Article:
• 16. Aircraft MRO has several segments The attractiveness of the aircraft maintenance business is underscored by the number of new companies entering the field, and the fact that existing MROs are shifting and expanding their roles, as the rest of this paper describes. Aircraft MRO is commonly segmented into fourmain service groupings: 1. Line maintenance, which diagnoses and corrects troubles on the aircraft and carries out minor and major aircraft checks and repairs, is very labor-intensive. 2. Component maintenance, which repairscomponents such as wheels, brakes andinterior components, is also primed toprosper – from around US$8 billion today toover US$11 billion by 2017 3. Engine maintenance, which includesdismantling, inspecting, assembling andtesting aircraft engines, is the largest MROsegment.11 Engine maintenance makes upabout 35 percent of maintenance spend,and is expected to increase. 4. Heavy maintenance, which encompassesstructural modifications, landing repair,engine changes and regular calendarchecks, is also expected to grow. gear These four groupings vary enough to be viewed as fundamentally different businesses. They each require a different set of skills and services, and little independent maintenance Companies specialize in all. Therefore give a lot of job opportunity and play a big role in Airport and Aviation Sector and industry. Outsourcing: Extending the roles of MRO businesses Today, airlines‟ role in maintenance is changing as they outsource more maintenance activities. An increasing number of low-cost carriers (LCCs) are leading this trend. However, some airlines have seen MRO as a business opportunity and have set up their MRO operations on a commercial basis. The business model expand. 15
  • 17. Dynamics of the aircraft maintenance business While the dynamics of the MRO business have been changing for many years, the pace seems to be accelerating. Six forces are driving the change: Increased focus of OEMs on MRO: Aircraft and engine OEMs, such as Boeing and Rolls-Royce, are putting additional focus onthe maintenance business and are startingto offer “total care” solutions. OEMs are also in a special position to leverage thesense and respond data from electronic monitors on aircraft and perhaps even takecontrol of the scheduling of aircraft maintenance. Outsourcing MRO: As airlines outsourcemore maintenance work and focus on theircore business, opportunities open up fornew companies to compete in the MROspace – increasing competition, expandingthe potential for improving service anddriving down costs. Low-cost carriers areleading the way in outsourcing MRO. Globalization: Low-cost labor locationssuch as India, Latin America and China are now set up for MRO service centers.Already, Asia is seeing net inflows in labor-intensive airframe heavy-maintenance MRO activities. PMA parts: The FAA‟s Parts Manufacturer Approval (PMA) process allows non-OEMs to reverse-engineer OEM parts and sellthem at a significant discount.Also, the recent entry of Pratt & Whitney into thePMA market underscores how PMA parts increase competition. Prognostics and Health Management(PHM): PHM enables aircraft maintenanceto be proactive – rather than reactive – by monitoring and assessing the health of apart or component in real-time, predicting failure and determining appropriate actions. New technology trends: Several technologytrends are further changing the structureof MRO by requiring that service suppliershave the skills to keep up with theseadvances. o Green engines provide more fuel efficiencyand lower emissions than Conventional engines. o Composite materials are becomingcommon in new aircraft. o More electronic functionality: Electronicsystems continue to replace mechanicalsystems. 16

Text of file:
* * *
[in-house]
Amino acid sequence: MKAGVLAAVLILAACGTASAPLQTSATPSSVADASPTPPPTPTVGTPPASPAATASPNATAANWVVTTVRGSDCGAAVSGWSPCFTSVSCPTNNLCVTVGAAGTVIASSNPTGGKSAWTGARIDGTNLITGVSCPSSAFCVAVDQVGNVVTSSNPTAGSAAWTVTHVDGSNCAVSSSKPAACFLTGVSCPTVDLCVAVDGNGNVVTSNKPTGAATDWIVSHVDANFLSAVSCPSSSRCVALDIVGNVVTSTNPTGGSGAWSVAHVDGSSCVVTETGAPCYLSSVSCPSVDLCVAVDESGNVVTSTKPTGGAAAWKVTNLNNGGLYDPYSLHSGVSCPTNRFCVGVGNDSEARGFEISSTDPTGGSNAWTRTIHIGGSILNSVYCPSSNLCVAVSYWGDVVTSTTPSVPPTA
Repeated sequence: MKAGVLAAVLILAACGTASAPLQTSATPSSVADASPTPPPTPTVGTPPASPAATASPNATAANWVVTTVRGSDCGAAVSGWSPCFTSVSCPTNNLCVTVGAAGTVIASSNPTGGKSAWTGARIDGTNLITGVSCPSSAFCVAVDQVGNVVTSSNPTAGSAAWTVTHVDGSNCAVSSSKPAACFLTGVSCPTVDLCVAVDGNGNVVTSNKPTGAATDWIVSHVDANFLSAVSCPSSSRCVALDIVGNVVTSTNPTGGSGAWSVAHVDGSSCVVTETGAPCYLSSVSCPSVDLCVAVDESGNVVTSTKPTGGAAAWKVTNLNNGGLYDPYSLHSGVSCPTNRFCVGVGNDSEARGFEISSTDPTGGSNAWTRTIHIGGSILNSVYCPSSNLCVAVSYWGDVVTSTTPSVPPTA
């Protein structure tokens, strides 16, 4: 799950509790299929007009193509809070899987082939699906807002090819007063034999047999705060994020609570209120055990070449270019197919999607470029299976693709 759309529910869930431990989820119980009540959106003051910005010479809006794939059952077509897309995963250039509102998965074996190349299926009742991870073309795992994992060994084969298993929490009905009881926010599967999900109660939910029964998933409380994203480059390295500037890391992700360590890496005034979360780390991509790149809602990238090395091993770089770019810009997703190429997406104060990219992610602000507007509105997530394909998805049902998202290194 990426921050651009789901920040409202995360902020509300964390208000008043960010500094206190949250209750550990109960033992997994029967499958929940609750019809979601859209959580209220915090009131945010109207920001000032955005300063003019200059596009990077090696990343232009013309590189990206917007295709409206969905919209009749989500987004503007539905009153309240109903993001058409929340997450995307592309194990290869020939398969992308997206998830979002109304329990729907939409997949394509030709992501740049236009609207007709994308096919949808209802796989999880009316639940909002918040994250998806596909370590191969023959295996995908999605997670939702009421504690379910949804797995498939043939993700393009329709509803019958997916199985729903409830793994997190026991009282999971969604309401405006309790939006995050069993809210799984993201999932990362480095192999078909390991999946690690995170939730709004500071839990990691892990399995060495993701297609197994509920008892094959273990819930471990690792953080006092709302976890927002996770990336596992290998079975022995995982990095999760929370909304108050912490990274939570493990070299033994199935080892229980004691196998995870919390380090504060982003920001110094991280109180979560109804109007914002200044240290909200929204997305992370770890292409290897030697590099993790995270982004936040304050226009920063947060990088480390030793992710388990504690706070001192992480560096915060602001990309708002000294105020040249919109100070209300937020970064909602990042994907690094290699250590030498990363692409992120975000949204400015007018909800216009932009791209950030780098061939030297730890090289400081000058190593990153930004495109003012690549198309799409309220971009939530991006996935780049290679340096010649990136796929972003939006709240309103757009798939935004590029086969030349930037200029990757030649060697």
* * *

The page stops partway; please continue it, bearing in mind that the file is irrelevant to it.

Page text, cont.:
• 18. Future scenarios for aircraft spare-parts in airports Different companies can perform different roles. Key questions for the future of the MRO industry include: Who controls the sense data from aircraft? Who schedules the aircraft maintenance? Who controls the service centers? Who makes and distributes spare parts? Who controls the technicians? Who controls the service delivery network? As the new MRO system develops, companies and airports in commercial aircraft maintenance will be taking on more roles and will collaborate more with other companies to share those responsibilities. This is how airport play a role in MRO maintenance 17